The Inside Scoop on Osprey Poco Child Carriers
The Inside Scoop on the Osprey Poco Child Carriers
Steven: I am Steven Leon Lutz, gear specialist at Back Country Edge.
Chris: And I am Chris Horton, product guy at Osprey packs.
Steven: And we are taking a look at the Poco child carriers from Osprey. As a dad who carried his two young girls out into the woods that he loved so much, I would have loved for you guys to have come to market with these a little bit sooner.
Chris: As hopefully a future dad, I am scared about not being able to get outside and hike and go back packing. So that is kind of where these people are. It is like you don’t want to lose this passion of the outdoors. In fact, you want to give it to your children as early as possible. And that is really what the Poco came about was making sure that people didn’t lose that connection and be able to spread it.
Steven: So child carriers have existed for I don’t know how long, but they have obviously been out there. There is a lot more going on here than what I was used to seeing and what we were using. Maybe you can give us a little closer look at what makes the Poco so unique.
Chris: Yeah, I mean, the frame child carriers, they are kind of that new thing, especially when you are going outside, a lot more safety, a lot more comfort for both, but kind of the big trend for this is ventilation and then fit both for the child and for the adult. For a lot of parents one parent might be five foot tall. My mom is five foot one. My dad is six foot four. You know, they can use the same exact carrier. So you have a lot of good adjustability. It is basically a little simple cam and it goes from extra small all the way up to large. And the same thing. We have an adjustable hip belt that you see on many of our adult packs as well. So real big, large adjustment range that you can do while you are on trail. So if you want to take turns carrying the baby and carrying the pack, you can do that right there. And then the child is completely safe inside the cock pit. The seats are adjustable as the kid grows. You can adjust the... make sure it is still safe and around. They have got a nice soft interior, a drool pad that is removable, because, well, the drool pad gets drooled on.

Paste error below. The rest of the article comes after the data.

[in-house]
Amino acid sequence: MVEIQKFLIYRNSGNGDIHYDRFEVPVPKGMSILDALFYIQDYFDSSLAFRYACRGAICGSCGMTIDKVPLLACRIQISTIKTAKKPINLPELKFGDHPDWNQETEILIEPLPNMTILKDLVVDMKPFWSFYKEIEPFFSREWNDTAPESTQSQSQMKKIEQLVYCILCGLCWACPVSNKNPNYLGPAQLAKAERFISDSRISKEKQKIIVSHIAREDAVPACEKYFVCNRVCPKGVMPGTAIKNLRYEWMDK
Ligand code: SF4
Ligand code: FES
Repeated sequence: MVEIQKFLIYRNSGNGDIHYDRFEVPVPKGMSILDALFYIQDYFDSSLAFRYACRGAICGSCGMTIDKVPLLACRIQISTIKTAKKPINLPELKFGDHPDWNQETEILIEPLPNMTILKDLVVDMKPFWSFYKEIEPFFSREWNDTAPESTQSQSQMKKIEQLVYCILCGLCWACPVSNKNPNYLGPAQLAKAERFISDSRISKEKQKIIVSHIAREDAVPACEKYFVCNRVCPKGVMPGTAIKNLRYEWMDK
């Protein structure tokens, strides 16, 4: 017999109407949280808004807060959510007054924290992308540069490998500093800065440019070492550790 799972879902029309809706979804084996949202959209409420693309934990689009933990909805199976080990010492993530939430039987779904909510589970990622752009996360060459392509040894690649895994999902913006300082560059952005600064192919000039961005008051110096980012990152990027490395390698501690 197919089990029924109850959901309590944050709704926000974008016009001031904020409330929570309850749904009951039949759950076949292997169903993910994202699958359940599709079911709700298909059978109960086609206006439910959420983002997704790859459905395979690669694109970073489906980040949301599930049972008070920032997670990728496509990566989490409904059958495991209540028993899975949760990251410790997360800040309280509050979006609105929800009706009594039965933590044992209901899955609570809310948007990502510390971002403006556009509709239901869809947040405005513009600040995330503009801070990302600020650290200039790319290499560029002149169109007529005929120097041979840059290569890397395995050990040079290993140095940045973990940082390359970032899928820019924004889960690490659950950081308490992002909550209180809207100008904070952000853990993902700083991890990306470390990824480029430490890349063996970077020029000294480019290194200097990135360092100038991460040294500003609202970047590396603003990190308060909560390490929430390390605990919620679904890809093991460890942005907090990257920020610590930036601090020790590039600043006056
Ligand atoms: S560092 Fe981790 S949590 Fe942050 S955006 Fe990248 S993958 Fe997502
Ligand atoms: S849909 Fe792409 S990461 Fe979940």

Steven: I remember cleaning or trying to clean... it would have been nice to have one that came out.
Chris: Yeah, so everybody is comfortable there and then you have got a really neat feature set to store gear, a hip belt pocket. And then on the back you have got a large main compartment down here, diaper bag, gear, food for the trail and then extra pocketing here with this is the Poco plus. There is also the Poco premium that has a removable day pack and a removable diaper changing pad. But both of those come with some change. You know, very important, whether is extremely... in sun... so you want to protect the kids from the elements. Basically this pops up and buckles into the front side and the kid is completely protected from the sun.